What the SEC Is:
The SEC is the nickname for the U.S. Securities
and Exchange Commission, which was created in
1934 to restore the publics confidence in the stock market after the Great Depression of 1929. The
first Chairman was Joseph Kennedy, President John Kennedys father.
Today, the SEC consists of five Commissioners who are appointed by the President. They are
supported by 3,100 staff located in 18 offices across the country.
There are four divisions,
- Division of Corporate Finance, which reviews corporate filing
- Division of Market Regulation, which maintains the standards that regulate the stock markets.
- Division of Investment Management, which regulates investment management
companies, including mutual funds.
- Division of Enforcement, which investigates and prosecutes
violations of securities laws and regulations.
What the SEC Does:
Most importantly, the SEC maintains confidence in the U.S. stock market, which is critical to the strong
of the U.S. economy. It does this by providing transparency into the workings of U.S.
companies, so investors can get accurate information about the profitability of the companies in
which they would like to invest.
In this way, investors can determine a fair price for the stock of the
company. Without this transparency, the stock market would be vulnerable to sudden shifts as
hidden information came out. This lack of transparency was the reason for Enrons failure, although
in this case they simply lied on the SEC submissions.
The SEC also assures investor confidence in the markets by prosecuting offenders like Enron, as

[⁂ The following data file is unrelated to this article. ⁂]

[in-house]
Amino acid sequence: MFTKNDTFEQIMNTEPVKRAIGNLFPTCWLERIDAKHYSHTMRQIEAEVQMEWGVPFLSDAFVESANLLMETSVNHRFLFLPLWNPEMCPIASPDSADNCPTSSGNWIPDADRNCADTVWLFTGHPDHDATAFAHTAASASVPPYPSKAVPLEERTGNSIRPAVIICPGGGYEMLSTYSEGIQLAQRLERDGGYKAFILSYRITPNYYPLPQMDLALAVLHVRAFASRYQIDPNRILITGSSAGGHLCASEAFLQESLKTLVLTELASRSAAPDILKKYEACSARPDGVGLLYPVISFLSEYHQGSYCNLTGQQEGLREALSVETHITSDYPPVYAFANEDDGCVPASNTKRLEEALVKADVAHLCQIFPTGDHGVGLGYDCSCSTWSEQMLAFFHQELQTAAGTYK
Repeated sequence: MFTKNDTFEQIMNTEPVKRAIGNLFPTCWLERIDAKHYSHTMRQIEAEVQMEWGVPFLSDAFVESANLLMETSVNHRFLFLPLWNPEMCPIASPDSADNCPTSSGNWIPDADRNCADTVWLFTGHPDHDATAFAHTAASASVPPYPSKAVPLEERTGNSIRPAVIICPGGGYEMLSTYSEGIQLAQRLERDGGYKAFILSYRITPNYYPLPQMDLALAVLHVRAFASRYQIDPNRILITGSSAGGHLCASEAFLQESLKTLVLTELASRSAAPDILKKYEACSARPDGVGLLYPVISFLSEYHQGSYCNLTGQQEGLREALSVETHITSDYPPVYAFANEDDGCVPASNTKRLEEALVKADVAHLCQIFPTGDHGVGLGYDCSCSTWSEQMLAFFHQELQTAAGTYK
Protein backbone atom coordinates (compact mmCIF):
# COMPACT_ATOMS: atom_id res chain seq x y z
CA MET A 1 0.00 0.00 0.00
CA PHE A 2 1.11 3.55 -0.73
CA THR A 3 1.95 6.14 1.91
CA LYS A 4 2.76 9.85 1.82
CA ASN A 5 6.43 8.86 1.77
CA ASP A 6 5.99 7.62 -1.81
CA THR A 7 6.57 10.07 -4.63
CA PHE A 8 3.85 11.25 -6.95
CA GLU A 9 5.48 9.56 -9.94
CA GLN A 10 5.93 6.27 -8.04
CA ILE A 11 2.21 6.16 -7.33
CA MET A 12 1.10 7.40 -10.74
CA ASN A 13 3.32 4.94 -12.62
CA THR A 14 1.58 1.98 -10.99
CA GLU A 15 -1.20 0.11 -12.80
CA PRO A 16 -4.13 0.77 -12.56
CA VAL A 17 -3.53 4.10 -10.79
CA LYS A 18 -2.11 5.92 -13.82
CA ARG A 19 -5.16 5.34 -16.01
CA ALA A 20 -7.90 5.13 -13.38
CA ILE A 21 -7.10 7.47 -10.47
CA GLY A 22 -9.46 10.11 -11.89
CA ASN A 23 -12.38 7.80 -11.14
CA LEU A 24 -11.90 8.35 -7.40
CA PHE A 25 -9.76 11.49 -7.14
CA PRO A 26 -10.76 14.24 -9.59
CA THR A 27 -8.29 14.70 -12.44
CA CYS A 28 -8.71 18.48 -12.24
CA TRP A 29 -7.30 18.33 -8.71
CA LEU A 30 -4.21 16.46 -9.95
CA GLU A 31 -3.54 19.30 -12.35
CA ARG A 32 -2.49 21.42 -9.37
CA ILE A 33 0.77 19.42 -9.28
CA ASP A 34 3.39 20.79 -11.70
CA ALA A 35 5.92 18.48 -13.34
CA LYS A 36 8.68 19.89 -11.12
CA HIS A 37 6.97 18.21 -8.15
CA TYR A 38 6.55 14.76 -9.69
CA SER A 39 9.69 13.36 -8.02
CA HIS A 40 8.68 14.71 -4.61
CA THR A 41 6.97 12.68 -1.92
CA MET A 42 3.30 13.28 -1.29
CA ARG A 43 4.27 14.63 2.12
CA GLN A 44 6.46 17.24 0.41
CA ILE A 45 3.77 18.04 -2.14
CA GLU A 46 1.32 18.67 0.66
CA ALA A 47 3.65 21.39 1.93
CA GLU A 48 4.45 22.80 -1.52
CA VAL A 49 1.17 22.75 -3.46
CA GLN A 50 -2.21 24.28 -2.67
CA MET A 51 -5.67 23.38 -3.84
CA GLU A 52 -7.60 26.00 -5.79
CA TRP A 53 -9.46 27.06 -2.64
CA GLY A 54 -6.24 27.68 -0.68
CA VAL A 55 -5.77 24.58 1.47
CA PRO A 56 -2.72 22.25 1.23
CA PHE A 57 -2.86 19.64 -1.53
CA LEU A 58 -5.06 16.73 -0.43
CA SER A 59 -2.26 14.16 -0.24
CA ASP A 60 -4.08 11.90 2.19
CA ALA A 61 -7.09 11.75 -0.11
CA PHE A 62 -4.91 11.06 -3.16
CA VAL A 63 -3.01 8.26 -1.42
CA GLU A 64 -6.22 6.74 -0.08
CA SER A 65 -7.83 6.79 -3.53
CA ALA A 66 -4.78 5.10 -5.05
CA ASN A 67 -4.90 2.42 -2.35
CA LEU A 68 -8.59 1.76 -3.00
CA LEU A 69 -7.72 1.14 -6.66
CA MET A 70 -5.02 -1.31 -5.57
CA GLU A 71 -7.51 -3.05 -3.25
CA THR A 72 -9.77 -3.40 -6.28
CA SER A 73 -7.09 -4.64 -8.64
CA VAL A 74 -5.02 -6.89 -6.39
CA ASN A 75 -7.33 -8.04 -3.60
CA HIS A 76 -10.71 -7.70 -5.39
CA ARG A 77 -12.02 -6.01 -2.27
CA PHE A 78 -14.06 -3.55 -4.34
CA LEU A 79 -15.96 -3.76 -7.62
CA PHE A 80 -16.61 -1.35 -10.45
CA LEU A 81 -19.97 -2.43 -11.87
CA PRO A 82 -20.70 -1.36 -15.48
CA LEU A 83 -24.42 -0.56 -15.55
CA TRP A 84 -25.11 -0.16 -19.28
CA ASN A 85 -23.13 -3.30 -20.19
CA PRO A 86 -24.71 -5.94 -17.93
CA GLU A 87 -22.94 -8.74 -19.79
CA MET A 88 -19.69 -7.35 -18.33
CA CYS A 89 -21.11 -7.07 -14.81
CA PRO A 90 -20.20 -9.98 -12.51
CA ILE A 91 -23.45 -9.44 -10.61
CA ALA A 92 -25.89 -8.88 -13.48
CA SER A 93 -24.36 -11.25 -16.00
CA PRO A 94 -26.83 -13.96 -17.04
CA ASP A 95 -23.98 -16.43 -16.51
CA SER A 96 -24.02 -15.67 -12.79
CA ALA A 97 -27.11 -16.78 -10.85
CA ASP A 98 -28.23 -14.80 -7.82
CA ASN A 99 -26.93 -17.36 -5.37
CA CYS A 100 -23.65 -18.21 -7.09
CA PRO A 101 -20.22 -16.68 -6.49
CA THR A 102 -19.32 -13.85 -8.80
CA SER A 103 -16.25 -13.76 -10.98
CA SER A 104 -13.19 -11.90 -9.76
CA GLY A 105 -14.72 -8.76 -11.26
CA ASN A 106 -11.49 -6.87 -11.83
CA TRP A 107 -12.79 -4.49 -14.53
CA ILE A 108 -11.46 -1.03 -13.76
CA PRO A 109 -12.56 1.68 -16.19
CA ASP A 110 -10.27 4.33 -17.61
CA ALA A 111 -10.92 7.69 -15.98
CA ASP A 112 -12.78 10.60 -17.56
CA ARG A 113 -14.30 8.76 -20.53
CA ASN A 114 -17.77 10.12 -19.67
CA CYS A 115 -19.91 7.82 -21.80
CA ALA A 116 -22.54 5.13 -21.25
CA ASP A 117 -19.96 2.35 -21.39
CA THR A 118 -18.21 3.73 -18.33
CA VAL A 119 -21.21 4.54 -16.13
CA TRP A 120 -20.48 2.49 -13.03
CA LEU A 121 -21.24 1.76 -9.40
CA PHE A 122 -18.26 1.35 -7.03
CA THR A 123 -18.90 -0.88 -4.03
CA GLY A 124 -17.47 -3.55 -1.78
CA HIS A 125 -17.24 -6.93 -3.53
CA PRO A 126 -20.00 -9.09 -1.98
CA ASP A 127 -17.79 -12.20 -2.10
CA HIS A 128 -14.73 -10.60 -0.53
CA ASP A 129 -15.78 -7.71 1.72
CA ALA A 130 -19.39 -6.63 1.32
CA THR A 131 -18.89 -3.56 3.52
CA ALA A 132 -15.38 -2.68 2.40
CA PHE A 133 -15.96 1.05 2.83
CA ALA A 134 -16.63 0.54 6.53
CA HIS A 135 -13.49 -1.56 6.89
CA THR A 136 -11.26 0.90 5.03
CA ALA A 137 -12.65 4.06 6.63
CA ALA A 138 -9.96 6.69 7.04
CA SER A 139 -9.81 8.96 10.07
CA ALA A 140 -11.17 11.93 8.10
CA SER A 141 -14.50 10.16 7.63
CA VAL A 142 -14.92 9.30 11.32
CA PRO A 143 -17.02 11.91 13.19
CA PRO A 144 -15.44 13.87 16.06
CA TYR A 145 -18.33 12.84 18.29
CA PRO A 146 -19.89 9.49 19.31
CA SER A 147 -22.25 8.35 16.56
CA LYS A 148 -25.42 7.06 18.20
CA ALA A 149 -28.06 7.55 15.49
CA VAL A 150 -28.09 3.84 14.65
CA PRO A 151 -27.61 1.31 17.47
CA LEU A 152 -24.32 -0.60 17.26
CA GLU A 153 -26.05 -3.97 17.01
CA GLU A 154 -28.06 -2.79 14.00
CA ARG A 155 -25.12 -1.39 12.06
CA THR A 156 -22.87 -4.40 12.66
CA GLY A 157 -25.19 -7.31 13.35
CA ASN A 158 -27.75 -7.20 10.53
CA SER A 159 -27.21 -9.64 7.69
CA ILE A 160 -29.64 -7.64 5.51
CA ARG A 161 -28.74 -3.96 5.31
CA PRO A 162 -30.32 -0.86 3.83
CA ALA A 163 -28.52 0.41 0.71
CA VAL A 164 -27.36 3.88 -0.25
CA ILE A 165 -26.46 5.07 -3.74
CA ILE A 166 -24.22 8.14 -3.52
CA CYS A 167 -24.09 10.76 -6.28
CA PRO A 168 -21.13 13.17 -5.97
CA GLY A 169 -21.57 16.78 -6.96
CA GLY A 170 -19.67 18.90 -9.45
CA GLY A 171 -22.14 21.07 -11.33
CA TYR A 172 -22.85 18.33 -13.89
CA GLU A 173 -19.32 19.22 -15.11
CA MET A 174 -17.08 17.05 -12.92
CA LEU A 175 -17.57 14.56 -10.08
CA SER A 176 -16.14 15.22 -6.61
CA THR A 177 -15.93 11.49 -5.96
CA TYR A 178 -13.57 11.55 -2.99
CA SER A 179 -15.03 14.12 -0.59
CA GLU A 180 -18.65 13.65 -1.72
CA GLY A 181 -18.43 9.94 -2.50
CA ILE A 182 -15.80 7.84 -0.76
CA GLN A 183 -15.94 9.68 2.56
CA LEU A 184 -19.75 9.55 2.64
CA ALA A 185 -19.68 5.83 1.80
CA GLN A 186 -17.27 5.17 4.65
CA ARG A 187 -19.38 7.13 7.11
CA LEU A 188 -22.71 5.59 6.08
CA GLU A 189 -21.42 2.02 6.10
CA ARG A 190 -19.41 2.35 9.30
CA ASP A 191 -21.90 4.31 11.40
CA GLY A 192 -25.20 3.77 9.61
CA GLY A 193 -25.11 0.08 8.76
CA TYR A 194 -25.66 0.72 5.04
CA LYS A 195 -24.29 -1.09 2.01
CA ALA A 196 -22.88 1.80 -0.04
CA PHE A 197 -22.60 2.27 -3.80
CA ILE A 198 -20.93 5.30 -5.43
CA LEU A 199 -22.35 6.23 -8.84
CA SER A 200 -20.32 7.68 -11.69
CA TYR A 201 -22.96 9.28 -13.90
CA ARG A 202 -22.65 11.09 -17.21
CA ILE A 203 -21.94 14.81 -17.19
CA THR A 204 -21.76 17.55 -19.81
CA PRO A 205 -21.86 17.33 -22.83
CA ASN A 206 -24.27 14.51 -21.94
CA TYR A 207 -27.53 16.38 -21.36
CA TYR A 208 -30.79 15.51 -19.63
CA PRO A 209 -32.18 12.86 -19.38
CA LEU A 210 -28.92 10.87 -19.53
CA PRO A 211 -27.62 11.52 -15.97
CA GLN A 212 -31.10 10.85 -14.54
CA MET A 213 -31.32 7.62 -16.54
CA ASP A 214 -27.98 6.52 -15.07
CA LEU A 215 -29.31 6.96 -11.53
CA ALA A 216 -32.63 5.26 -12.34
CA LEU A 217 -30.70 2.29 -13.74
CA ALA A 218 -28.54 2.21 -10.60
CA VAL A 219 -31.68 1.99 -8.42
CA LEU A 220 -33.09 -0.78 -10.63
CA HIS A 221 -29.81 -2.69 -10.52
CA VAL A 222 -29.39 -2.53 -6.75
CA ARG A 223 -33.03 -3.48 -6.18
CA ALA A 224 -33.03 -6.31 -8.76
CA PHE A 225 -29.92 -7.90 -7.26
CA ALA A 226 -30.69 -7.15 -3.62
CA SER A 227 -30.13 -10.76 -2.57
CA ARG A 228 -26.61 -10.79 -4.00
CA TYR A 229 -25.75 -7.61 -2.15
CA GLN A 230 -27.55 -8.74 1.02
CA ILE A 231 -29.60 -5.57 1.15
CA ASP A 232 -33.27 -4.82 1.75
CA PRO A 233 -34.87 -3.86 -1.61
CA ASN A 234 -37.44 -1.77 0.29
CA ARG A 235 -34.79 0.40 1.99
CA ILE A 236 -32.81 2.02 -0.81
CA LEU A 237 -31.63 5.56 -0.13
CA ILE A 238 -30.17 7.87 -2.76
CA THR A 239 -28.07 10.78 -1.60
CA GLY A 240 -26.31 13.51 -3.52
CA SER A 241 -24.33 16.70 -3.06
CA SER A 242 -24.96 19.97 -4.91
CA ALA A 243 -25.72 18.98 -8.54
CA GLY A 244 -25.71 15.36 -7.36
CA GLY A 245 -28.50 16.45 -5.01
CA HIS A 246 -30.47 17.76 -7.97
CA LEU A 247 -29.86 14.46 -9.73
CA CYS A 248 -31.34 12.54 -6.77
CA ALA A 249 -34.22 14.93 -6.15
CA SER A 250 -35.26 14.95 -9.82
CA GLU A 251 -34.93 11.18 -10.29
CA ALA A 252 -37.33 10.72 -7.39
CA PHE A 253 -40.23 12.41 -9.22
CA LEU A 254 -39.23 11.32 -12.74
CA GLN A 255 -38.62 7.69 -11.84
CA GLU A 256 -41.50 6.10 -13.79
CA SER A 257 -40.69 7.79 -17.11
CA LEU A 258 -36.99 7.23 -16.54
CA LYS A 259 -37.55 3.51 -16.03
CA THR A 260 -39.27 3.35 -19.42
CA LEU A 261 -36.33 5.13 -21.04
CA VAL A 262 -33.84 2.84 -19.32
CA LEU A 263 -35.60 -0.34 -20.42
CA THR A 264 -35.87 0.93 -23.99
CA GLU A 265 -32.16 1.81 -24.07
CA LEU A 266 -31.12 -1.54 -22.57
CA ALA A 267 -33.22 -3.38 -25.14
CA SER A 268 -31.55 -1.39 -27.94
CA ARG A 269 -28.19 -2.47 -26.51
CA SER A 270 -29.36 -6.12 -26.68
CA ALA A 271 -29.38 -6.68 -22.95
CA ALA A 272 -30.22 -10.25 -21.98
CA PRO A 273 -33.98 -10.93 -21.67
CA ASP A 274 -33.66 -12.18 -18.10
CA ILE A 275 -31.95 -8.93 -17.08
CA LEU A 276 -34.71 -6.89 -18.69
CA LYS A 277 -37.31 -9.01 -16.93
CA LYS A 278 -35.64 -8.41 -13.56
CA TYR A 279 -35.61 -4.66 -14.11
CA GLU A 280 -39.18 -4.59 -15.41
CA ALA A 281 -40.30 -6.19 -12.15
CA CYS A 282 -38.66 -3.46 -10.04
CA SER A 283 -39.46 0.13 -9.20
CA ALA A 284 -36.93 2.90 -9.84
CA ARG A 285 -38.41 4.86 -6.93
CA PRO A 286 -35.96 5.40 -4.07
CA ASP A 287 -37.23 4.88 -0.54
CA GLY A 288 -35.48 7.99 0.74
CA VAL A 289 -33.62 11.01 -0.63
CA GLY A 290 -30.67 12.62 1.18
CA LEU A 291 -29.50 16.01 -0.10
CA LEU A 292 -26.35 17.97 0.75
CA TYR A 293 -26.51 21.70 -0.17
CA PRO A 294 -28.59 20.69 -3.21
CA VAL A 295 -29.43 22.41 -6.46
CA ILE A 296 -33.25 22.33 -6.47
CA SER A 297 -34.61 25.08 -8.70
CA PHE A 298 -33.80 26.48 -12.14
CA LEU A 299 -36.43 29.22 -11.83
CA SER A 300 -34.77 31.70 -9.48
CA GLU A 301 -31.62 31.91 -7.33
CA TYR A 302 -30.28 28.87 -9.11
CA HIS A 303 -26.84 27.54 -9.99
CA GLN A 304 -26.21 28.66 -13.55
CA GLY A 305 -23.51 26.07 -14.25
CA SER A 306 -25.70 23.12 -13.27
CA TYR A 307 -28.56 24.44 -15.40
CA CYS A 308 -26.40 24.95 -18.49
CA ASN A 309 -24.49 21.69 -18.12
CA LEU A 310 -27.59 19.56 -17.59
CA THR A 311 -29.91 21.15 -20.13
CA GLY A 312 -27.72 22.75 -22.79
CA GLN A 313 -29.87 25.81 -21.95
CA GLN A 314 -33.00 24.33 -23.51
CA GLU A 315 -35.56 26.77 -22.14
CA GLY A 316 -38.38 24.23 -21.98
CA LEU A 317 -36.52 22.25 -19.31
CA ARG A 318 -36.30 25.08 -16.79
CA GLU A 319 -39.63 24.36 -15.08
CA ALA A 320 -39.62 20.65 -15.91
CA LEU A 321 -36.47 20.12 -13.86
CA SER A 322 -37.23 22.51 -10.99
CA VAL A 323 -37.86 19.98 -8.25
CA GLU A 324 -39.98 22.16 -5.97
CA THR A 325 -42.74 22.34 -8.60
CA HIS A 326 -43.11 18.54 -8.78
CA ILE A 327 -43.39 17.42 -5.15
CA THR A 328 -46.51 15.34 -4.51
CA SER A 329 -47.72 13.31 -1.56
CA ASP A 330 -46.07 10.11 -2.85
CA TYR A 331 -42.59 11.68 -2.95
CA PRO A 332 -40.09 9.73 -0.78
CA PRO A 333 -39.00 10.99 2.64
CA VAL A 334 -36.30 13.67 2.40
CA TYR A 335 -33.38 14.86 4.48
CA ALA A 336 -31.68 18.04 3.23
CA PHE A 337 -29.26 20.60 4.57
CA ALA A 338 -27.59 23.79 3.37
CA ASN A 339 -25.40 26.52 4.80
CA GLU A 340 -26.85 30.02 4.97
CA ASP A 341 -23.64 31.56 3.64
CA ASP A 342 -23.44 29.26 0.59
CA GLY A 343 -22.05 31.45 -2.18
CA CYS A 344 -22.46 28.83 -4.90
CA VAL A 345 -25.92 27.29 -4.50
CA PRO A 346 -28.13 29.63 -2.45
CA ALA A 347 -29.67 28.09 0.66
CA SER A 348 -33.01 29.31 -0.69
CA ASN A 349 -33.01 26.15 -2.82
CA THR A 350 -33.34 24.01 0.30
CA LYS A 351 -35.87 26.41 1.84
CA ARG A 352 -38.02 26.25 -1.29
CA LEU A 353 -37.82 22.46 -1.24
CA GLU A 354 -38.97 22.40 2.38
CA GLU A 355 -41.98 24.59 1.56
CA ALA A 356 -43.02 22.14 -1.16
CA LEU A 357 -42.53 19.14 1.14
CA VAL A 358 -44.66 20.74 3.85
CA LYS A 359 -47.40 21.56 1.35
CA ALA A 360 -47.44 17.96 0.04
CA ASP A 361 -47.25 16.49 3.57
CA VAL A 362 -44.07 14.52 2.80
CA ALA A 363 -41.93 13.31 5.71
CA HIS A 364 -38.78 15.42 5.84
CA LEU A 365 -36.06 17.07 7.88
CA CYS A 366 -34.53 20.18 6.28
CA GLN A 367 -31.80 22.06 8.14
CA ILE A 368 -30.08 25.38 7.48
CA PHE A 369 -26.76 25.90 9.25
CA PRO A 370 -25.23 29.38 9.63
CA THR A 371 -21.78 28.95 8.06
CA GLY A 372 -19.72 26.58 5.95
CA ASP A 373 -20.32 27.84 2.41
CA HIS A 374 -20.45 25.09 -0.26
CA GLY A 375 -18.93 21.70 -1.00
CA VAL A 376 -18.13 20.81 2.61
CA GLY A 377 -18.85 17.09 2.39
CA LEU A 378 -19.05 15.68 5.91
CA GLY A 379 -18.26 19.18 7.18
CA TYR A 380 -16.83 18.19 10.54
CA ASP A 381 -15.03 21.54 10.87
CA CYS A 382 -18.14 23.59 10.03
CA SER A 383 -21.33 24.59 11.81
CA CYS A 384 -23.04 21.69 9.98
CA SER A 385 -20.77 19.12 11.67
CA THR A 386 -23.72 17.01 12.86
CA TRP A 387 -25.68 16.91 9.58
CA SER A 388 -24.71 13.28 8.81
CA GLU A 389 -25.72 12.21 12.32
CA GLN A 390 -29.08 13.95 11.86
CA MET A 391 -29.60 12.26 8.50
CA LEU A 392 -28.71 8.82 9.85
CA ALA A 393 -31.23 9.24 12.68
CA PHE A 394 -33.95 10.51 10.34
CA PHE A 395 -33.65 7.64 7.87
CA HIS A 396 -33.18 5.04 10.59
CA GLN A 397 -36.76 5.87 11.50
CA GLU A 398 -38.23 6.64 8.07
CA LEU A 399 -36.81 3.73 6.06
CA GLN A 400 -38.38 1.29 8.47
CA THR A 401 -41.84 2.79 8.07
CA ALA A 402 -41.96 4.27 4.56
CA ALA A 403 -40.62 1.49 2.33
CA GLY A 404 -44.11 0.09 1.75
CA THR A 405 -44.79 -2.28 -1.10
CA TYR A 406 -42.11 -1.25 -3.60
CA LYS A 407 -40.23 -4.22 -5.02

well as insider trading, deliberate manipulation of the markets and selling stocks and bonds without
How the SEC Affects the U.S. Economy:
The SEC increases transparency and trust in the U.S. stock market, which makes it the most
sophisticated and popular stock exchange in the world. This attracts much business to U.S. financial
institutions, including banks, investment banks, and legal firms.
It also makes it easier for companies to go public, when they have grown large enough
to need to sell stock to finance their next phase of development. The ease of going public helps
U.S. companies grow larger and faster than those of other countries with less developed markets.
How the SEC Affects You:
The SEC affects you by making it safer for you to buy stocks, bonds and mutual funds. In addition,
by helping the U.S. economy, the SEC contributes to the high standard of living we enjoy today. Not
to sound like a commercial, but thanks to the SEC, there is little chance that we will again experience
a Great Depression.